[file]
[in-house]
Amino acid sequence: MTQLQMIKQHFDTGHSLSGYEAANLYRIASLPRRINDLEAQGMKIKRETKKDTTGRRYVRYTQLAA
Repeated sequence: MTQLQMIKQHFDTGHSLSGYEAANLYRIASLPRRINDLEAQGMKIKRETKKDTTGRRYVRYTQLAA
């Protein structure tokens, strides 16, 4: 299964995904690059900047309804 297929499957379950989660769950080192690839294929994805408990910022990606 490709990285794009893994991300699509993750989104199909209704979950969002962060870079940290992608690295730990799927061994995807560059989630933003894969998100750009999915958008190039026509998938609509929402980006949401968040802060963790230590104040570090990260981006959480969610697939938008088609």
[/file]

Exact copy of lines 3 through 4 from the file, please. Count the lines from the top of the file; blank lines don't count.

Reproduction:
Repeated sequence: MTQLQMIKQHFDTGHSLSGYEAANLYRIASLPRRINDLEAQGMKIKRETKKDTTGRRYVRYTQLAA
């Protein structure tokens, strides 16, 4: 299964995904690059900047309804 297929499957379950989660769950080192690839294929994805408990910022990606 490709990285794009893994991300699509993750989104199909209704979950969002962060870079940290992608690295730990799927061994995807560059989630933003894969998100750009999915958008190039026509998938609509929402980006949401968040802060963790230590104040570090990260981006959480969610697939938008088609």